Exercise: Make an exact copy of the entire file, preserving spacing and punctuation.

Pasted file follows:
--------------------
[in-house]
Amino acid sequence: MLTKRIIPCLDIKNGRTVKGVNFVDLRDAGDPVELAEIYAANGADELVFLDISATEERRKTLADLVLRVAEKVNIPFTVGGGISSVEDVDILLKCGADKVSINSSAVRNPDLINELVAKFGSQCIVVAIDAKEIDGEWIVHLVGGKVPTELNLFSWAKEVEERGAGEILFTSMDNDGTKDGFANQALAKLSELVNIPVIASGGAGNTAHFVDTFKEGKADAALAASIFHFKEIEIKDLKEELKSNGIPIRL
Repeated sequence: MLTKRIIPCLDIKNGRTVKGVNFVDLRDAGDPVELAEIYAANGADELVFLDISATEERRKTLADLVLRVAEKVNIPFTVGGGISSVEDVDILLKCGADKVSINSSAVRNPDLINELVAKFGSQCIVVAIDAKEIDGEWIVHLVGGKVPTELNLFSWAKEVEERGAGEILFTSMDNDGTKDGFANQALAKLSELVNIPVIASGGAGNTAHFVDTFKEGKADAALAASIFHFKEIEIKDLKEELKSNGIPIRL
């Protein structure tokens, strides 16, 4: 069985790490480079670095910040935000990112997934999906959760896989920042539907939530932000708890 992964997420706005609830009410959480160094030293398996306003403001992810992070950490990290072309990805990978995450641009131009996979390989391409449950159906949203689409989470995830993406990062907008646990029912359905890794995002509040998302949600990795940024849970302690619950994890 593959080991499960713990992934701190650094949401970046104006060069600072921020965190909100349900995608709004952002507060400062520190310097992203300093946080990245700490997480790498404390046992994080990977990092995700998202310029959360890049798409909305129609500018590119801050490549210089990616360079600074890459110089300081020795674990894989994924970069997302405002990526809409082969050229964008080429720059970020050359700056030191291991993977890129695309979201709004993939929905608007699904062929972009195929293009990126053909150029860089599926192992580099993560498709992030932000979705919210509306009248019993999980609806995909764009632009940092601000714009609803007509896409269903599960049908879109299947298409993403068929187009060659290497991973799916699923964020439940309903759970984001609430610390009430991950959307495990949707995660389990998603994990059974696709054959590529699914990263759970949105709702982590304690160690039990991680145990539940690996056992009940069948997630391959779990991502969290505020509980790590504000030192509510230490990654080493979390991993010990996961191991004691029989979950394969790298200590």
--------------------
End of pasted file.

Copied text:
[in-house]
Amino acid sequence: MLTKRIIPCLDIKNGRTVKGVNFVDLRDAGDPVELAEIYAANGADELVFLDISATEERRKTLADLVLRVAEKVNIPFTVGGGISSVEDVDILLKCGADKVSINSSAVRNPDLINELVAKFGSQCIVVAIDAKEIDGEWIVHLVGGKVPTELNLFSWAKEVEERGAGEILFTSMDNDGTKDGFANQALAKLSELVNIPVIASGGAGNTAHFVDTFKEGKADAALAASIFHFKEIEIKDLKEELKSNGIPIRL
Repeated sequence: MLTKRIIPCLDIKNGRTVKGVNFVDLRDAGDPVELAEIYAANGADELVFLDISATEERRKTLADLVLRVAEKVNIPFTVGGGISSVEDVDILLKCGADKVSINSSAVRNPDLINELVAKFGSQCIVVAIDAKEIDGEWIVHLVGGKVPTELNLFSWAKEVEERGAGEILFTSMDNDGTKDGFANQALAKLSELVNIPVIASGGAGNTAHFVDTFKEGKADAALAASIFHFKEIEIKDLKEELKSNGIPIRL
């Protein structure tokens, strides 16, 4: 069985790490480079670095910040935000990112997934999906959760896989920042539907939530932000708890 992964997420706005609830009410959480160094030293398996306003403001992810992070950490990290072309990805990978995450641009131009996979390989391409449950159906949203689409989470995830993406990062907008646990029912359905890794995002509040998302949600990795940024849970302690619950994890 593959080991499960713990992934701190650094949401970046104006060069600072921020965190909100349900995608709004952002507060400062520190310097992203300093946080990245700490997480790498404390046992994080990977990092995700998202310029959360890049798409909305129609500018590119801050490549210089990616360079600074890459110089300081020795674990894989994924970069997302405002990526809409082969050229964008080429720059970020050359700056030191291991993977890129695309979201709004993939929905608007699904062929972009195929293009990126053909150029860089599926192992580099993560498709992030932000979705919210509306009248019993999980609806995909764009632009940092601000714009609803007509896409269903599960049908879109299947298409993403068929187009060659290497991973799916699923964020439940309903759970984001609430610390009430991950959307495990949707995660389990998603994990059974696709054959590529699914990263759970949105709702982590304690160690039990991680145990539940690996056992009940069948997630391959779990991502969290505020509980790590504000030192509510230490990654080493979390991993010990996961191991004691029989979950394969790298200590």